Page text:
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Playlist 05.13.18 : Five Songs for the Weekend

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Playlist 05.13.18 : Five Songs for the Weekend
@deborabrosa
Playlist 05.13.18 : Five Songs for the Weekend
@nycbambi
Playlist 05.13.18 : Five Songs for the Weekend
@minimaliving

Childish Gambino – This Is America

In recent years, Childish Gambino has moved from main act to bit player in the sprawling Donald Glover portfolio. Gambino, originally a jokey rap vehicle, found mainstream success with the P-Funk pastiche of his 2016 album “Awaken, My Love!”, but that wider recognition coincided with Glover himself being increasingly praised for his skill set in full, rather than his individual talents. In his opening monologue for “SNL” this past weekend, even Glover veiled his own rapping past: “It all kinda worked out for me, I was on a show called ‘Community,’ I play Lando Calrissian in the new Star Wars movie Solo, and if you’re black, I made ‘Atlanta’ and ‘Redbone,’” he joked. “I’m an actor, writer, and a singer,” he summarized. It’s hard to parse the value or intent of this constant omission of rap, especially given “Atlanta”’s deft focus on the rap industry, but one thing is clear: Childish Gambino, the rapper, has become an anachronism.

“This Is America,” then, is a bit of a reset. Here, he uses the ambivalent reception of black art to represent the tightrope of being black. Built on the sharp contrast between jolly, syncretic melodies and menacing trap cadences, the song presents Childish Gambino as confident and cutting. “This is America!” he chants as the song swings between harmony and discord. Choice background vocals embellish both moods: cherubic hums and ecstatic screams for the singing sections; and manic ad-libs for the rap verses, often provided by other rappers (21 Savage, Young Thug, Quavo, Slim Jxmmi, and Blocboy JB). Glover’s voice bridges the two worlds, dropping to an austere deadpan for his rapping and ascending to a syrupy coo for his singing. “Don’t catch you slippin’ up,” Glover warns as he pulls off the balancing act with ease. In his past music, this versatility would have been a humblebrag; here it becomes conflict.

The video for “This Is America,” directed by Glover’s frequent collaborator Hiro Murai, turns this tension into satire. Bare-chested and sprightly, Glover trots through a warehouse dancing and gunning people down; seamlessly transitioning between these activities, his face is inscrutable, hidden behind a smile. The video and song use the candor of trap to ground the rapture of black joy, and thus the ambivalence of the United States’ relation to blackness. “Are we your blessing or your bane?” Glover seems to ask. It’s an urgent and worthwhile question.

The bulk of Childish Gambino’s work trafficks in iconoclasm, distinction from the rest of the rap pack; hearing him adopt such Atlantan sensibilities, backed mostly by Atlanta rappers, almost feels like revisionism. He is fromAtlanta, but that connection has only recently migrated into his work and has often felt transactional, a trend that continues here. It’s hard not to wonder what he gains from this reclaiming of his hometown. “This Is America” works without such self-examination, but Glover’s stake in this conversation is noticeably absent. Glover powerfully invokes America’s testy relationship with blackness, but what about his own?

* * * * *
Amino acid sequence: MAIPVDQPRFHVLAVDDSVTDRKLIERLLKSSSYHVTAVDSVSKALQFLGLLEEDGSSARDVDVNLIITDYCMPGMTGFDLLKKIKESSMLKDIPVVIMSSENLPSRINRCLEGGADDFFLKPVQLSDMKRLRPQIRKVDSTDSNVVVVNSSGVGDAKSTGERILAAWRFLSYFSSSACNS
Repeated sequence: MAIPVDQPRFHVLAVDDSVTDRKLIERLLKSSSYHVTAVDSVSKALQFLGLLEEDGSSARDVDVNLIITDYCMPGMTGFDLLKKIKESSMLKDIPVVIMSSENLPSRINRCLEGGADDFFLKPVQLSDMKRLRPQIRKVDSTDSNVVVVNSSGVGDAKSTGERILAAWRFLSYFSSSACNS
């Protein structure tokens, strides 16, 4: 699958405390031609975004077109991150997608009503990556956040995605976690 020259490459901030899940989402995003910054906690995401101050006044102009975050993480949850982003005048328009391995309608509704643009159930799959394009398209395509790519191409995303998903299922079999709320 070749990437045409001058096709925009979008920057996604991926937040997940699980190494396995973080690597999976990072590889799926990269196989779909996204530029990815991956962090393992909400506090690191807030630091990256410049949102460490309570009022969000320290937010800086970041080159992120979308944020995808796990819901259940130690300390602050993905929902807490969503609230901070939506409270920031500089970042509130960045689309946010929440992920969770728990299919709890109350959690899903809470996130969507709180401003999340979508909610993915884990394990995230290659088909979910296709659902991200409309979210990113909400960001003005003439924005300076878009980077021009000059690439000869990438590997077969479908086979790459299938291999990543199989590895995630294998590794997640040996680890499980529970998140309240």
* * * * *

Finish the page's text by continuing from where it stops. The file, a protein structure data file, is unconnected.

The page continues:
Read the rest of this article at Pitchfork

Maribou State – Turnmills

In 1990s London, rave was king of the night, and Turnmill was the first club to get a 24-hour operation license. The warehouse operation became a must-attend hotspot for fashionable nightcrawlers of the dancing kind. Themed nights with names including Xanadu and Trade took over its nonstop programming, filling the foggy walls with revelers and electronic grooves no matter the hour.

In 2008, Turnmill was closed for good. Its lease had expired and would not be renewed. The warehouse was destroyed and turned into an office building, but its legacy lives on in the hearts of London’s artists and musicians, including Maribou State‘s Chris Davids and Liam Ivory.

“Turnmills was where we first experienced electronic music in a club setting,” Ivory is quoted in a press release. “It’s a totally different and transformative listening experience and that communal spirit, atmosphere and feeling has inspired the way we’ve made music. Clubs are such important hubs for music discovery, especially of songs that you might have overlooked in a different setting. Partly through the feeling in the room and also through the memories attached to the records you hear.”

The electronic duo breaks a three-year silence with a new song inspired by and named after the iconic club. It’s a chill groove that attempts to capture the feeling the friends once felt dancing all night in its hallowed spaces.

“We wrote ‘Turnmills’ the day after a Dama Dama label party at the East London club Shapes (shut down in 2016),” Maribou State’s Chris is quoted. “Our studio is housed in the same building actually … The vibe of the night brought back memories of our formative clubbing experiences, and that energy ended up being channeled straight back into the studio the next day.”

Read the rest of this article at Billboard

Colin Magalong- Bodies In A Room

A few months ago we posted a track from newcomer Colin Magalong. “Blossom,” a funky dance floor starter was followed by, “Melo,” a downtempo pop tune, and this week the LA-based singer songwriter has dropped the stunning “Bodies In A Room.”

Reminding me of Daft Punk at their climactic best, “Bodies In a Room” is a disco-infused pop record with Magalong’s lively vocals giving it an added touch of class.

There’s a real feel-good vibe going on with this one, “Bodies In A Room” is the type of track ideal for playing loud on a warm summer evening.